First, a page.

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Ah, yes, a libertarian wannabe who believes that the system is fair and the playing field is level.

I don't think I can respond to this one and be polite. Anyone else?
brewer, what does a 'fair and level' playing field have to do with it? What fantasy-land do you live in?

Every where we turn, we are faced with unfairness and un-levelness (if that's a word?). We each need to learn to recognize those situations and avoid them. There are sales people in all walks of life, trying to sell you something you may not need, may not be able to afford. Is it the government's job to eliminate all possible temptations from our lives? How could they even do that? Maybe I really WANT to treat myself to a rare bottle of scotch, or an old collectable. Do I have to take a test to make sure every purchase I make is a 'wise' one?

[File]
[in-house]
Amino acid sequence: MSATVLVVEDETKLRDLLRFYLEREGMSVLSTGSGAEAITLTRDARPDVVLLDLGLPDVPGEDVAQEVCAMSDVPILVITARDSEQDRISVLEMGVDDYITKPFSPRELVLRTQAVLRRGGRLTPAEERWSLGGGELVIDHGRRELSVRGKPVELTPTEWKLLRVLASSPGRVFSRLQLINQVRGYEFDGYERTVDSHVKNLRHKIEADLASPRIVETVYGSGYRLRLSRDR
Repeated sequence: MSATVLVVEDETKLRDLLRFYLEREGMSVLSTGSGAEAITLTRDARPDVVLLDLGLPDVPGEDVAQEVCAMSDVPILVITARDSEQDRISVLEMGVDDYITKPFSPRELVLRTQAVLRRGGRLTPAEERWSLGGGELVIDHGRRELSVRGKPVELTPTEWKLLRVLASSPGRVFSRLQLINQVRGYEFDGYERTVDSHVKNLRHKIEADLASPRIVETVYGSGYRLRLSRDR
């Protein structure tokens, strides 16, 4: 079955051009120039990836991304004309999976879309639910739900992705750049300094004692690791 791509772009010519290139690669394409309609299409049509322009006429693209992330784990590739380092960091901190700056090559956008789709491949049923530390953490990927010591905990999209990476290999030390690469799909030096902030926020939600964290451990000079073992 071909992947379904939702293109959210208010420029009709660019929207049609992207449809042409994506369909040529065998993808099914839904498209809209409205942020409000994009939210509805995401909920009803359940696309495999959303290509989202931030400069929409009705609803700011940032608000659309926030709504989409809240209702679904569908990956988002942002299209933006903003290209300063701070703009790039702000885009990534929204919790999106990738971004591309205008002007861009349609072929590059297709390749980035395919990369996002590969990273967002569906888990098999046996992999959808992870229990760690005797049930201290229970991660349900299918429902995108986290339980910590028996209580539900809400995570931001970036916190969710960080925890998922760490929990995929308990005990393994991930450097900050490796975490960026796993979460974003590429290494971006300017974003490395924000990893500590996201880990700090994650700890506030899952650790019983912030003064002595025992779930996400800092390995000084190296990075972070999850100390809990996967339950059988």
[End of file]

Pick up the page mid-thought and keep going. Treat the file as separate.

I'm out-of-my league at a pool hall or a poker table, so I don't bet (other than fun) money there. If I decide to play and bet big, and lose, I should look for a bail-out from the government? I don't think so.

Buying a house is a big deal. People should not go into it without learning a little first. I'm in favor of government regulation as far as spelling out the terms in easy-to-understand lingo (it may be a state thing, we have a one page 'truth-in-lending' statement in IL) and harsh penalties for any fraudulent statements/actions.

Just checking, but we are talking about the same government that will sell a lottery ticket to someone that needs that money for food, or should be investing it towards their retirement, right?

I don't think it is a libertarian, right or left thing. I think it is called freedom. Freedom really does not exist w/o responsibility. I think that place is called Never-Never-Land.

-ERD50